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Moore Township Decision Demonstrates Importance Of Robust Warehouse Ordinances

A recent decision by the Northampton County Court of Common Pleas demonstrates how robust zoning ordinances can protect the environment and surrounding communities from the impacts of logistics development. 


Developer Water’s Edge at Windgap, LLC (“Water’s Edge”), sought to redevelop an existing golf course to build two warehouse buildings with a combined floor area of 488,150 square feet. However, the Township’s zoning ordinance constrained the site’s developable area by limiting disturbance of steep slopes and woodlands and requiring an earthen berm between the building and the roadway. Seeking to maximize the size of the buildings, the developer challenged these restrictions before the Moore Township zoning hearing board (“ZHB”).

Ordinance Restrictions Protect the Environment and Community Water’s Edge first argued that it should not be required to preserve steep slopes on the property because the existing slopes were “manmade” slopes constructed as part of the golf course design, not “natural” slopes. The Court agreed with the ZHB that this distinction did not matter, as the Moore Township zoning ordinance did not distinguish between “manmade” and “natural” slopes. In fact, the Court held, such a distinction would lead to “thorny-bordering-on-philosophical” problems, as developers and the Township would be forced to decide the amount of human intervention that would transform a steep slope or other feature from a natural feature into a manmade one.

The  ordinance also required the preservation of at least 60% of the woodland on the site and required a 100-foot wide earthen berm between the building and the road frontage. Water’s Edge claimed that it was impossible to comply with both of these provisions because the majority of the woodland on site was located along the road frontage where the berm was to be located. Alternatively, the developer sought a variance from the woodland disturbance requirement, claiming that having to both preserve the woodland and construct a berm was an undue hardship.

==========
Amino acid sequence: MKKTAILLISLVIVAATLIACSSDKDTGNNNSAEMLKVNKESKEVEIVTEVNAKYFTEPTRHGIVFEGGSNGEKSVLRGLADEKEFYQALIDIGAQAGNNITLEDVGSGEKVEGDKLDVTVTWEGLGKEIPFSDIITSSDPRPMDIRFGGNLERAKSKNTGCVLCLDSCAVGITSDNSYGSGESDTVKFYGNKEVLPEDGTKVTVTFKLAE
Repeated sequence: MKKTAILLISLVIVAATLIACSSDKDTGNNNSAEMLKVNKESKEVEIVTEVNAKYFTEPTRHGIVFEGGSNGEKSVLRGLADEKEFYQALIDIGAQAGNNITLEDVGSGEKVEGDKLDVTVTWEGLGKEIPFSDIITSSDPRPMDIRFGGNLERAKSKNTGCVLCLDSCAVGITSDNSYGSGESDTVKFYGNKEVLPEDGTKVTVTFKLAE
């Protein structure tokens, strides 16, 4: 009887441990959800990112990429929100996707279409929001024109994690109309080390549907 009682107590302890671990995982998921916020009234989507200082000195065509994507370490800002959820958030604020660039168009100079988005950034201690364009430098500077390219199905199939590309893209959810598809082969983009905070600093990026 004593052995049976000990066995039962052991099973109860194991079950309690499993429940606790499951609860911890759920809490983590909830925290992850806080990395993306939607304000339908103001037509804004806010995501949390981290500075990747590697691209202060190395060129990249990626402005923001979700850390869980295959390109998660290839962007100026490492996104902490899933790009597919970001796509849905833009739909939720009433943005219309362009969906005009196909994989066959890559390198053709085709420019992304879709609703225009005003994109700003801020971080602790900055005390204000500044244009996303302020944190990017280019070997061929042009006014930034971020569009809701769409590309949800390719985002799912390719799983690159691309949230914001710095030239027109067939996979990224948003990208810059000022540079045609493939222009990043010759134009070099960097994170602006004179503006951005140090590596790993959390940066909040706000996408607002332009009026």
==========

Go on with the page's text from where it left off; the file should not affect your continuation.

The Court disagreed. It upheld the ZHB’s ruling that the developer was required to comply with both the earthen berm requirement and the limitation on woodland disturbance. There was nothing in the ordinance, the Court held, that required the developer to construct the earthen berm immediately adjacent to the roadway, where the woodland was located. The berm could be located anywhere between the building and the road frontage, including between the building and the woodland. Yes, this would likely require the developer to reduce the size of the buildings, but the Court held that this was no hardship, as the developer “provided no reason, aside from an understandable desire to maximize its profits, why it could not construct a smaller warehouse, build one warehouse rather than two, or otherwise modify its plans to strictly comply with the Zoning Ordinance’s required woodland protection rate.” “Where no hardship is shown,” the Court concluded, “or where the asserted hardship amounts to a landowner’s desire to increase profitability or maximize development potential, the unnecessary hardship criterion required to obtain a variance is not satisfied.” 

Power to Restrain Development is Limited Where No Ordinance Requirements Exist